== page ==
Gilded Age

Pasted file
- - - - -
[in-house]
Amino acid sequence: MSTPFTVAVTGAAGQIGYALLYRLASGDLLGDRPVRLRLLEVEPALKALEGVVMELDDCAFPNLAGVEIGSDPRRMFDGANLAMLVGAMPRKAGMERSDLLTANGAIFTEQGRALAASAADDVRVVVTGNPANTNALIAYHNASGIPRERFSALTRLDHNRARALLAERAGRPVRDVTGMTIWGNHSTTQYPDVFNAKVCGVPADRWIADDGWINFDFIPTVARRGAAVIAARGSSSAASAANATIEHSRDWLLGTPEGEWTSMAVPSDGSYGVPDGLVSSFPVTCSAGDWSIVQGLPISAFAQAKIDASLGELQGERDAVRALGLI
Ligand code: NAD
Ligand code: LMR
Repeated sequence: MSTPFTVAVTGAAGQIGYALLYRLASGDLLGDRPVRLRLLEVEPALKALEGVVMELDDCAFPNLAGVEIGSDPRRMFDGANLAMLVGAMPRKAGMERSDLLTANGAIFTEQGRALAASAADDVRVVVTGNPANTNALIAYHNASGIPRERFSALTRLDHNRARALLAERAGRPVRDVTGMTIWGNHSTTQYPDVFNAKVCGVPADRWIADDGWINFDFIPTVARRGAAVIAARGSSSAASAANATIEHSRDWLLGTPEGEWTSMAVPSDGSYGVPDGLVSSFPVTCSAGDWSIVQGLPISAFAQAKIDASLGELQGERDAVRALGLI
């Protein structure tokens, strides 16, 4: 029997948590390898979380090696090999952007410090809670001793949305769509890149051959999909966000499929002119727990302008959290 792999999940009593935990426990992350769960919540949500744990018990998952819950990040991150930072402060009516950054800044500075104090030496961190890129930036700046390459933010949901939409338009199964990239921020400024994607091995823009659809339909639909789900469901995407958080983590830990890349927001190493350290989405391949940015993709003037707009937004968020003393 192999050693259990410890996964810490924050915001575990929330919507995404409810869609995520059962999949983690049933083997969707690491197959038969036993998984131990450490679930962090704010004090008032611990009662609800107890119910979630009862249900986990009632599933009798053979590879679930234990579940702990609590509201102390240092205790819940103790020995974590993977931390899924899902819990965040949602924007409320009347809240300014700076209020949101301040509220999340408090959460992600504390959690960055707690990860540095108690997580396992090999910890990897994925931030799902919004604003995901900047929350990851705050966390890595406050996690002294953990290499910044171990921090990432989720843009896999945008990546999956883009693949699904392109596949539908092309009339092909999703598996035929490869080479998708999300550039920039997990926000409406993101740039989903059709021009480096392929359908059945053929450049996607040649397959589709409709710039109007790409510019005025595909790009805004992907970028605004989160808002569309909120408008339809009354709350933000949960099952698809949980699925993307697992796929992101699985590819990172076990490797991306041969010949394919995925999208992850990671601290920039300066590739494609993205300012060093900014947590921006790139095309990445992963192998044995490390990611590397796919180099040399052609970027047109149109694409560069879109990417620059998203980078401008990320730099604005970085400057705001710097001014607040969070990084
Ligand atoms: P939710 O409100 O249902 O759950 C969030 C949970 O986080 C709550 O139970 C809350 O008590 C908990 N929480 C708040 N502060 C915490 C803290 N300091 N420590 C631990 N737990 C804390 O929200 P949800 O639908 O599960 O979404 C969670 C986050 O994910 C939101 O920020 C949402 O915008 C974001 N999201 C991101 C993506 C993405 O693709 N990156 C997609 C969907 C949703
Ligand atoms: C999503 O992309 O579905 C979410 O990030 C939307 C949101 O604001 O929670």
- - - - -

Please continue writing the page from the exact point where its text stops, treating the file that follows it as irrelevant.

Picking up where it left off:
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The Gilded Age consisted of many inventions that modernized the factory system in Post-Civil War American. The need for labor unions arose and resulted with minor changes. From 1875-1900 the successes of improving the conditions of workers mildly changed; however, for the most part within the years the circumstances failed to correct the positions of the workers. Several skilled jobs were replaced with lower paying jobs due to new technology and business structures. Labor unions normally favored an eight-hour workday, resulting with little improvement in cutting the hours worked. From 1875- 1891 the hours worked only decreased from 9.9 hours a day to 9.4 hours (Doc. A). Due to the subdivision of workers tasks the hours did not have a chance at being cut. Since the jobs of laborers were sectioned into smaller actions, the workers status of being considered “skilled” was stripped from them (Doc. D). The increased amount of untrained jobs in many factories resulted with a lack of power in labor unions to change the conditions. As a result of the sectioning of jobs, unemployment was high, which left many people in poverty. Although the technological improvements made the factories more efficient, the new systems failed to decrease hours for workers, and also placed many out of employment. Laborers often acted upon strikes in hopes to achieve what they had desired. However, in an editorial in the New York Times, the writer explains how strikes are useless, because many workers do not even know what they are fighting for (Doc. B). The strike that is referred to by the writer was the first massive American strike, the Great Railroad Strike of 1877. The huge vengeful crowds attacked the armed forces that were sent in by President Hayes to end the strikes. However, the Pittsburg militia sided with the strikers. The Baltimore and Ohio Railroad Co. weakened the revolts by stating that communists caused the strikes. Reporters often were aggressive towards labor unions and...
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